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All Issues > Volume 30, Issue 5

<< Wednesday, August 20, 2014 >> St. Bernard
Ezekiel 34:1-11
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Psalm 23:1-6 Matthew 20:1-16
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"When the first group appeared they supposed they would get more." —Matthew 20:10

In the parable of the workers in the vineyard, the Master pays the last group first (Mt 20:8). His purpose in paying them first, as it is so often, is to teach the earliest group, His long-time disciples, more about His mercy. Their responses showed that, although they worked obediently and sacrificially for the Master, they still hadn't grasped and embraced the depth and richness of the Master's mercy. They failed the mercy quiz. They were watching the Master's money rather than the Master's mercy. "Thereupon they complained" rather than rejoiced (Mt 20:11).

Here's another mercy quiz:

  • You struggle unsuccessfully for years to bring Eucharistic adoration to your parish. Then a new convert, a former criminal, succeeds. Do you rejoice in this success or inwardly complain since he gets the credit?
  • You are a faithful pastor who prayed, fasted, and preached in an effort to persuade your parishioners to attend regular Confession. A young priest succeeds you and in a few months has long Confession lines. Rejoice or complain?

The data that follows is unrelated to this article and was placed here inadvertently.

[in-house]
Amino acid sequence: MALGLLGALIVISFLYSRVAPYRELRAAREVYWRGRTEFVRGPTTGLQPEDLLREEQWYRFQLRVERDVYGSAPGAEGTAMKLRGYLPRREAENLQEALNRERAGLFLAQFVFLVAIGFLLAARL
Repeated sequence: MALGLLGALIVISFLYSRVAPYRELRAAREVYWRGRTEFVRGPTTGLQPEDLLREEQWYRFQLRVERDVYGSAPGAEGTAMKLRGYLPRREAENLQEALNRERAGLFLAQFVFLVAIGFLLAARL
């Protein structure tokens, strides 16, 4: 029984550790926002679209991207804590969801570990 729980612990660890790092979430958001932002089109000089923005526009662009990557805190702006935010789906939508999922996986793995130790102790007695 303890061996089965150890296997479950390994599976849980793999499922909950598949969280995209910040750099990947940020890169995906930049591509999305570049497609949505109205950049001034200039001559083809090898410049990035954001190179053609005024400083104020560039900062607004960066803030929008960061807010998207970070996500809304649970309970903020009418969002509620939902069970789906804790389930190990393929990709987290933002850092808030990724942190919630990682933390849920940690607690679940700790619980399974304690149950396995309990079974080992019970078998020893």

• Your husband divorces you and leaves you with four young children. You sacrifice for decades to bring them up in the faith. He comes back into their lives when they are grown. When your faithful adult children praise and thank their father, what do you do? Rejoice or complain?

What difficult circumstance is the Lord using to teach you mercy? We modern disciples can also miss the lesson and fail the mercy quiz. Fix your eyes on the mercy of Jesus.

Prayer: Father, may I be like You: "rich in mercy" (Eph 2:4).
Promise: "Thus says the Lord God: I Myself will look after and tend My sheep." —Ez 34:11
Praise: St. Bernard often humbled himself before God in prayer, which fueled his life of bringing reform and reconciliation.
(This teaching was submitted by a member of our editorial team.)
Rescript: In accord with the Code of Canon Law, I hereby grant the Nihil Obstat ("Permission to Publish") for One Bread, One Body covering the period from August 1, 2014 through September 30, 2014.
†Most Reverend Joseph R. Binzer, Auxiliary Bishop, Vicar General of the Archdiocese of Cincinnati, February 19, 2014.
The Nihil Obstat ("Permission to Publish") is a declaration that a book or pamphlet is considered to be free of doctrinal or moral error. It is not implied that those who have granted the Nihil Obstat agree with the contents, opinions, or statements expressed.
Volume 30, Issue 5
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